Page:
By Ray Downs
By Lindsay Toler
By Lindsay Toler
By Chad Garrison
By Allison Babka
By Lindsay Toler
By Jake Rossen
By Lindsay Toler
Glasser, Jump and the McGowans decided to test the waters in 2001 and placed their dozen acquisitions on the market for $37.5 million. A few out-of-town developers nibbled, but nobody bit. Jump and Glasser, meanwhile, began to infuriate other developers by raising the price tags on their properties.
"He was buying these things at a dollar," complains one developer, "then three dollars, then seven dollars, then ten dollars a square foot, and then turning them around and asking $22 to $27 per square foot." At the time, the market couldn't sustain those prices. "He had the effect of freezing the street, because unless you were stupid, you wouldn't pay over $10 to $12 per square foot for a raw building. It just wasn't economically viable to do so."
While others busily contributed to the avenue's revitalization, Jump sat and watched like a poker player with a royal flush, secretly smiling as others raised the pot. Says another downtown developer: "Here's Dave. He buys up all the buildings. He's kind of in control of the neighborhood and is asking these outrageous prices."
Walk down the north side of Washington from Eleventh Street to Sixteenth, and there's the Cheerful House building at 1113-1129, a dilapidated monstrosity with boarded-up windows, catty-corner from the redeveloped Merchandise Mart. Jump sold the building last week to budding developer Patrick Stanley, who intends to turn it into lofts and a restaurant. Jump purchased the building in 1999 for $900,000. He sold it for $4.2 million.
Pass the abandoned Drury Inn at the northeast corner of Washington and cross Tucker Boulevard, and there's the Lesser-Goldman Building (also commonly known as the Weiss-Newman Building), home to Gus's Fashions and Shoes and former site of A. Amitin Book Shop. With its dark red brick and gorgeous rococo ornamentation, Lesser-Goldman is the crown jewel of the district -- and yet it's nearly vacant. The building was designed by the renowned architectural firm Eames and Young in 1902, and now, a century later, it seems all the more prominent because of its disrepair.
"The downspouts were falling off," complains one developer, "and dropping in the street. The rats and homeless guys were living under the loading dock, which was crumbling. It was only after [Jump] was pulled into court that he actually did the work to start fixing it up."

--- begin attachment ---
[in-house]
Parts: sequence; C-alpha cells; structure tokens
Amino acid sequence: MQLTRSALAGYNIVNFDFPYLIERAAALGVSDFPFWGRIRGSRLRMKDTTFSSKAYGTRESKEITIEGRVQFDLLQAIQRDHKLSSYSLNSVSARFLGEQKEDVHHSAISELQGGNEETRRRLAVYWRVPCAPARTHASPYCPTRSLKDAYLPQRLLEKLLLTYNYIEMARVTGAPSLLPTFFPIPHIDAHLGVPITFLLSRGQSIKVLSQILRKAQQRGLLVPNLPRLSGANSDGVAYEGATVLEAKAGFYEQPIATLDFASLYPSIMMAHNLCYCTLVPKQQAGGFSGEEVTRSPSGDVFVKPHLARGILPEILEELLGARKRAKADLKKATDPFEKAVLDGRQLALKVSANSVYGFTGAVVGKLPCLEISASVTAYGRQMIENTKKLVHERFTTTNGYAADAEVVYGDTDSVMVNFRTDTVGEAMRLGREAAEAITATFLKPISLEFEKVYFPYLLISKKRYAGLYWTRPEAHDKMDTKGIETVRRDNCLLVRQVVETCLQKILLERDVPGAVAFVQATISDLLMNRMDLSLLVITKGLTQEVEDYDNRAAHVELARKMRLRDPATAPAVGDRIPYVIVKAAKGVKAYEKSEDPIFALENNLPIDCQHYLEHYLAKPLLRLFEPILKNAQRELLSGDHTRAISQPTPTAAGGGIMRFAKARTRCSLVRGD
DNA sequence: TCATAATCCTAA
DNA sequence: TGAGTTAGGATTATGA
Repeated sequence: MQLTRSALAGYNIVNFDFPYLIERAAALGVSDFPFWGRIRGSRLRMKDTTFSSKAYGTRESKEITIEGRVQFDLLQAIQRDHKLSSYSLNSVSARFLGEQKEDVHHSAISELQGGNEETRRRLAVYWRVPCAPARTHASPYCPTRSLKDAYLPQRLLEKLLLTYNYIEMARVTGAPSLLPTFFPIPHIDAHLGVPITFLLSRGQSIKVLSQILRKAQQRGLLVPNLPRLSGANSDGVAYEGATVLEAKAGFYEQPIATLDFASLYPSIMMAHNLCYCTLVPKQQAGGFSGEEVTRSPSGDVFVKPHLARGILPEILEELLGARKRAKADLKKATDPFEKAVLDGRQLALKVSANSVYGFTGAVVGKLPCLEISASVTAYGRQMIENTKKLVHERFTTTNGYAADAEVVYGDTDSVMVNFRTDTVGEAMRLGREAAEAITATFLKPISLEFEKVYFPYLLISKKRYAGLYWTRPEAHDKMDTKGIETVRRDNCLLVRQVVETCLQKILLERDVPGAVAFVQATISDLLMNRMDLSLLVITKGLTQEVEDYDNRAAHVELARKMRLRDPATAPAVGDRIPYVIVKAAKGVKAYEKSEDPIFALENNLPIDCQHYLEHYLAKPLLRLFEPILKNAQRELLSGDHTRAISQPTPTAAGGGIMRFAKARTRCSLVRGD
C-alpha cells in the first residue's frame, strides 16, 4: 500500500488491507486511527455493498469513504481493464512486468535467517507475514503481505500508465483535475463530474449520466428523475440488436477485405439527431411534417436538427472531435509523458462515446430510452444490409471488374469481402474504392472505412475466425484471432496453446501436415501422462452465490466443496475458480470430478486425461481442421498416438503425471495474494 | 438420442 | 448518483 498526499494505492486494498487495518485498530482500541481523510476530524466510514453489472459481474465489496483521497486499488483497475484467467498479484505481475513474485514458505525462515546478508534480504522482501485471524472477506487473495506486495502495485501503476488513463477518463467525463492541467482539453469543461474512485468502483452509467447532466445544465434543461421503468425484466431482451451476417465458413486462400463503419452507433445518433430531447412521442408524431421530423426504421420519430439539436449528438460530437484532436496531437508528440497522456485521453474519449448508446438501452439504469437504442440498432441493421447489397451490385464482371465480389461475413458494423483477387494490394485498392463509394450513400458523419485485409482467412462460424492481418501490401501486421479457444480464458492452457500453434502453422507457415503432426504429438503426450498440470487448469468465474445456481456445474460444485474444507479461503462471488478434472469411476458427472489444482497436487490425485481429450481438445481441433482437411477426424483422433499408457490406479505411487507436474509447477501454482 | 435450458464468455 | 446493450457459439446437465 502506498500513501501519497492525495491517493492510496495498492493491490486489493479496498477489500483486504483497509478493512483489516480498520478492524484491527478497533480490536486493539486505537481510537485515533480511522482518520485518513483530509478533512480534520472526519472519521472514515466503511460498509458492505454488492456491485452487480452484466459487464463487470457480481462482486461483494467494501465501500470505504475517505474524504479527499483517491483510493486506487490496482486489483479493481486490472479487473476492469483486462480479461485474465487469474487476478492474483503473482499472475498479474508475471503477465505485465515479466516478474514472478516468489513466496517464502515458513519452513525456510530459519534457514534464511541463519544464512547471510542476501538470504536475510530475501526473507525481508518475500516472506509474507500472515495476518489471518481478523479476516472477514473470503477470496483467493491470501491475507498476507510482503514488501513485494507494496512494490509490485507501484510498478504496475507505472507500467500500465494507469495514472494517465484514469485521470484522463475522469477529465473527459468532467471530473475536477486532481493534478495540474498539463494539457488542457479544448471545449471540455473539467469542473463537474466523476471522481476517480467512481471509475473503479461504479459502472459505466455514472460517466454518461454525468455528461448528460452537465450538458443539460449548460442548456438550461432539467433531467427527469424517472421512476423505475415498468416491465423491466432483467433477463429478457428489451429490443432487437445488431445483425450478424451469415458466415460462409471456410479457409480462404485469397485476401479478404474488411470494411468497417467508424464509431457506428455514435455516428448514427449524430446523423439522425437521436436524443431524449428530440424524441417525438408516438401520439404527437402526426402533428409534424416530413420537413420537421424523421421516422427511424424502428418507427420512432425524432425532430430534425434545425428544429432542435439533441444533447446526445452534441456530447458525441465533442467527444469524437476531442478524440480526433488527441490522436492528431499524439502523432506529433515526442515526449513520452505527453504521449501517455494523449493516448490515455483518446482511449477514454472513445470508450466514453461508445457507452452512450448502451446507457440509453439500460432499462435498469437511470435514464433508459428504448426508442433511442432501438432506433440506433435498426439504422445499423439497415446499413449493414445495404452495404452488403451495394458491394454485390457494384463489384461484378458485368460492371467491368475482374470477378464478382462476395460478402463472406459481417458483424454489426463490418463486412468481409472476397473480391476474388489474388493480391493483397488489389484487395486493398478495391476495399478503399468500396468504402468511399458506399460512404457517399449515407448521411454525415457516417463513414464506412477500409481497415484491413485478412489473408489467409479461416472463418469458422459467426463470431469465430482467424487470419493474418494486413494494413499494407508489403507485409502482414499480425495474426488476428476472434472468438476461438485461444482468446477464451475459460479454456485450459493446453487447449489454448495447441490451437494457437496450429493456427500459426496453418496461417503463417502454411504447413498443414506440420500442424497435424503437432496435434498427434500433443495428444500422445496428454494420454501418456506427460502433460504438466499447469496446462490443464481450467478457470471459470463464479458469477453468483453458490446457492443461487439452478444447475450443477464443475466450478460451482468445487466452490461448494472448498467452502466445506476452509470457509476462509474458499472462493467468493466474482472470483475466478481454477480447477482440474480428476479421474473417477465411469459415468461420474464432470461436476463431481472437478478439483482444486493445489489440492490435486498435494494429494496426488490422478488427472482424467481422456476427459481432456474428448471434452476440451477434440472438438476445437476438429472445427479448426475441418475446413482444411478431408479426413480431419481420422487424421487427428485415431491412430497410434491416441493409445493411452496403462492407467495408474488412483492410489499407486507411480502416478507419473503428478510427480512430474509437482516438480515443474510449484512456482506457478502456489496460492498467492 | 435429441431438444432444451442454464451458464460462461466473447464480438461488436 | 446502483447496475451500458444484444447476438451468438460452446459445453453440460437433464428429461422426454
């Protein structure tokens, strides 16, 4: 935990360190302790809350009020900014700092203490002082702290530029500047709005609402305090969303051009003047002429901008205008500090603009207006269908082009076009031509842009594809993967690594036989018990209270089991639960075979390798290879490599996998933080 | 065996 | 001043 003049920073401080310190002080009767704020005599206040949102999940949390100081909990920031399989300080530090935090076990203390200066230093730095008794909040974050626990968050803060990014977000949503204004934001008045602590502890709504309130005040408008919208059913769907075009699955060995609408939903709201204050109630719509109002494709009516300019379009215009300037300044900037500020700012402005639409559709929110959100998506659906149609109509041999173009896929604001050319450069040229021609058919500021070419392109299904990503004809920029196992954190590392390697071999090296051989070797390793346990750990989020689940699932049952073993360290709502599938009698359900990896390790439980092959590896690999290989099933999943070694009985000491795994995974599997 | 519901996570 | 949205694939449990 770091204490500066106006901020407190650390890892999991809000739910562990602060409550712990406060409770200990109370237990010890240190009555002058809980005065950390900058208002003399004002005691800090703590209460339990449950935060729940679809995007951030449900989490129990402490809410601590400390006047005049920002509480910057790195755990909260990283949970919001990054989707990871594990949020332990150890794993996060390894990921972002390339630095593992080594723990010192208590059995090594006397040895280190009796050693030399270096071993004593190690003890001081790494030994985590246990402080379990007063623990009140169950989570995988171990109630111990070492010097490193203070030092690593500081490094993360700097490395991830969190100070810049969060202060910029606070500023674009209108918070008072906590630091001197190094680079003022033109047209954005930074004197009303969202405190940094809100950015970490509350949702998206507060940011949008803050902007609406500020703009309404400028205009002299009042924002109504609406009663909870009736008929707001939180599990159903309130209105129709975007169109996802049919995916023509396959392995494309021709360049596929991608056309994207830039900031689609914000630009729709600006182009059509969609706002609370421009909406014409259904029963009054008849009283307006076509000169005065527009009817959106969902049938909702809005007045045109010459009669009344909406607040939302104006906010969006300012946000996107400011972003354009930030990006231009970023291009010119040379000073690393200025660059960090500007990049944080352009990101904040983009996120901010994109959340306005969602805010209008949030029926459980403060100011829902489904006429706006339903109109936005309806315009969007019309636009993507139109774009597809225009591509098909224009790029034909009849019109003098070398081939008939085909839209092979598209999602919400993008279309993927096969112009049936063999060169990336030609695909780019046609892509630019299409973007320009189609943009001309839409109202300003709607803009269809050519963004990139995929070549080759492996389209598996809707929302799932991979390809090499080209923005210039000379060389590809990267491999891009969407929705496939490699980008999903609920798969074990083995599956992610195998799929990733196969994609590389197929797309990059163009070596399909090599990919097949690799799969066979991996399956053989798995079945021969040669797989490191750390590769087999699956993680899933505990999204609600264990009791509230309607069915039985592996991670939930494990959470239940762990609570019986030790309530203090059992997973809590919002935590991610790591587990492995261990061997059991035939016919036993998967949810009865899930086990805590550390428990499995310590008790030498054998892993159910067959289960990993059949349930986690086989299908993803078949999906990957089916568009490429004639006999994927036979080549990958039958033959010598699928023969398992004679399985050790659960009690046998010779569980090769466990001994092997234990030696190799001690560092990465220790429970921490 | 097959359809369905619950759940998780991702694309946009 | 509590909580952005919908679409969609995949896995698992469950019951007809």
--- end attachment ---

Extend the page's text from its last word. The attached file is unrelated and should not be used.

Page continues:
The City of St. Louis Building Division has cited Jump for numerous violations related to the Lesser-Goldman Building, including its rotting window frames, missing bricks, defective and missing gutters and accumulation of garbage.
Jump's allies say he has maintained the building. He just hasn't redeveloped it. He's put on a new roof, painted the windows and, with the help of Bob Cassilly, worked on the façade ornamentation. Others are horrified by the aqua-green, makeshift cornice that wraps around the peak of the building, a violation of historic preservation codes.
Because of its strategic location, the building's woeful condition damages the entire district, argues Jim Cloar, president of the Downtown St. Louis Partnership. "The buildings themselves have either the ability to attract you or to draw you across an intimidating intersection, or they can suggest that it's not worth your trouble. And right now, at least on the north side, it kind of suggests that it might not be worth your trouble."
Says Sam Glasser: "Dave used to tell me that he did his real estate on the way to his real job."
Jump's part-time gig stands in stark contrast to the work of his property-owning peers, whose hearts and livelihood are invested in the blossoming loft district. Still, Kevin McGowan, who now runs McGowan/Walsh Historic Renovators, maintains that if it wasn't for Jump, Washington Avenue probably wouldn't be where it is today.
"Because of Dave," he says, "and because of Dave's faith in [us], we went out and lit the street on fire. Before long you have Craig Heller, you have Pyramid Construction, you've got Desco and the Old Post Office. You've got the Terra Cotta guys from Chicago. It brought us to the point where we are today. In a backhanded kind of way, the city owes Dave some thanks."
Nonsense, grouse his peers. "He hasn't helped downtown development, because he hasn't developed anything," says one. "He's speculating. But to say that what he did was beneficial? That's ridiculous. That's just Kevin McGowan sucking up to Dave. I don't see how he's added any value to it. I don't think he's a bad guy; I just don't think he's helped the process. We're going to get it done despite Dave Jump, not because of Dave Jump."
Echoes another developer: "He deals in any type of commodity, whether it's feed corn or downtown buildings. Buy low, sell high. He's never shown any significant interest or capacity in fixing up the properties that he owns."
"Most of what you're going to hear is going to be, 'I hate Jump,'" says Kevin McGowan. "'He's a speculator -- he's this, he's that.' But you're rarely going to hear, 'He told me something and he didn't do it.' He'll tell you to your face, 'I'm going to squash you.' And he will. He once told me, 'You know, Kevin, I like this partnership, but I have to tell you a little bit about myself. If I smell blood, I have a real hard time helping myself from going for the jugular.' He's aware of that about himself."